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Alessio Riccardi: Roma's 'New Totti' on Juventus' transfer radar

12:00 BST 18/06/2020
Alessio Riccardi NxGn
The 19-year-old has been likened to the Giallorossi legend for his passing and shooting ability, but has struggled to break through at Stadio Olimpico

For any young attacking midfielder in the Roma academy, the pressure to succeed is huge.

The shadow of Francesco Totti continues to hang over Stadio Olimpico as the Giallorossi attempt to find the next homegrown star who can take up the former Italy star's mantle.

One such player who could fit the bill is Alessio Riccardi. A fantastic dribbler, expert passer and with a penchant for a shot from distance, the 19-year-old has long been mooted as one of Italy's most promising teenage footballers.

It has therefore come as something of a surprise that Riccardi - who in March was named in Goal's NxGn list of the 50 best teenage footballers on the planet - has made just the one first-team appearance for his boyhood club, with many believing that he is ready to start making an impact on Serie A.

Born in Rome just a month before Roma last won the Scudetto in 2001, Riccardi actually began his footballing education by playing for Lazio's five-a-side team, only to be spotted at the age of eight by 1982 World Cup-winner Bruno Conti, who in his role as the head of Roma's youth academy enrolled the youngster into the club's youth programme.

Having worked his way through the early age-group sides, Riccardi's talents came to the fore at the age of 13 after he was named player of the tournament at the prestigious Ielasi Memorial competition, with the No.10 inspiring his side to victory over Inter in the final.

From there he was encouraged to play in teams above his age, with his debut for the club's Under-19 side coming when he was just 16. From there he has become the leader of the club's Primavera side, scoring 22 goals and providing 13 assists since the start of the 2018-19 campaign.

He also captained Italy during their run to the final of the U17 European Championships in 2018, with Riccardi scoring in the Azzurrini's 2-2 draw with Netherlands in the final before they lost out on penalties to the Oranje. He has since been promoted and handed the armband for the U19 side, for whom he has eight goals in 21 caps.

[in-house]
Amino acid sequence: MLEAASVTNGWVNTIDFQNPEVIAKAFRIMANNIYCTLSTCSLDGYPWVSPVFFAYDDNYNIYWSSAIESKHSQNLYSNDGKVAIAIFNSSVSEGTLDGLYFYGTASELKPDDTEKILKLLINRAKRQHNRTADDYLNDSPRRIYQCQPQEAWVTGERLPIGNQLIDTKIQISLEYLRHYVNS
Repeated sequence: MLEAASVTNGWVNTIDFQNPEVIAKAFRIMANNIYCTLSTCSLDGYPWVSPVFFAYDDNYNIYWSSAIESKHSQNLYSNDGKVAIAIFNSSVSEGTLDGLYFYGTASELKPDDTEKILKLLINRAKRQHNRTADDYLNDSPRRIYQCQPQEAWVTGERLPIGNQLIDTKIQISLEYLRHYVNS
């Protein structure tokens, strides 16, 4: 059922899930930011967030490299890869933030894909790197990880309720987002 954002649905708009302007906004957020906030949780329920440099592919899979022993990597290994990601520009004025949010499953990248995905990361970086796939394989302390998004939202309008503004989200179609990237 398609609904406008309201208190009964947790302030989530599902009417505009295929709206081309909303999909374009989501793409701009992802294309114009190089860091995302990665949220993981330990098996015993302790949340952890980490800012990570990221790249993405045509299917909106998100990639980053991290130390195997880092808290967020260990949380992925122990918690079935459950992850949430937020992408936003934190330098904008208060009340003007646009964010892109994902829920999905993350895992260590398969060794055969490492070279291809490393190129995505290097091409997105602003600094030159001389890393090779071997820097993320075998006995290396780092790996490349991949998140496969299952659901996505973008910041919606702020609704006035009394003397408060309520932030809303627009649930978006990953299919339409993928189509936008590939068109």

Back at club level, Riccardi's impressive performances in the summer of 2018 and during the group stages of the UEFA Youth League in the autumn, where he scored five goals in six games, saw him earn a promotion to the first-team squad. He was named on the bench for two Serie A matches ahead of the winter break before making his senior debut as an 82nd-minute substitute against Virtus Entella in the Coppa Italia in January 2019.

"As a Roman it is a very emotional moment," he said following his first-team bow. "I was already shaking when I was named on the bench, so to come on only intensified that."

He continued to be a regular name on the Roma team sheet for the remainder of the campaign, though he was never anything more than an unused substitute under Claudio Ranieri.


Un pareggio che ci sta un po’ stretto,ora continuiamo a lavorare tutti insieme!💛❤️🐺

A post shared by Alessio Riccardi (@riccardi_alessio) on Mar 8, 2020 at 3:56am PDT

Ranieri was replaced by Paulo Fonseca last summer, and despite starting the season by scoring four goals in his first two Primavera matches, Riccardi has slipped down the pecking order.

He has been named on the bench just twice by Fonseca, though he has been called up to train alongside the first team in recent weeks as Roma prepare to resume their Serie A campaign following the coronavirus-enforced shutdown.

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Regardless, rumours of a potential move away from the Italian capital continue to swirl. Juventus are fans of the teenager, and attempted to sign him as part of a swap deal that would have seen Daniele Rugani move in the opposite direction in the summer of 2019.

The Bianconeri have continued to monitor Riccardi's progress as they aim to ensure as many of Italy's best young stars are tied to Turin while other lesser Serie A clubs are reportedly keen, with the presumption that they can offer a better chance for the midfielder to play first-team football.

For now, Riccardi is solely focusing on his own development. Comfortable playing either centrally or out wide behind a striker, he has strived to improve the defensive side of his game after being deployed as a more traditional central midfielder in recent seasons as coaches bid to take advantage of his outstanding passing ability.

Regardless of where he plays on the pitch, the 'new Totti' tag is likely to follow Riccardi around for some time. He certainly has the talent to live up to it - now he just needs to be given the opportunity to show it.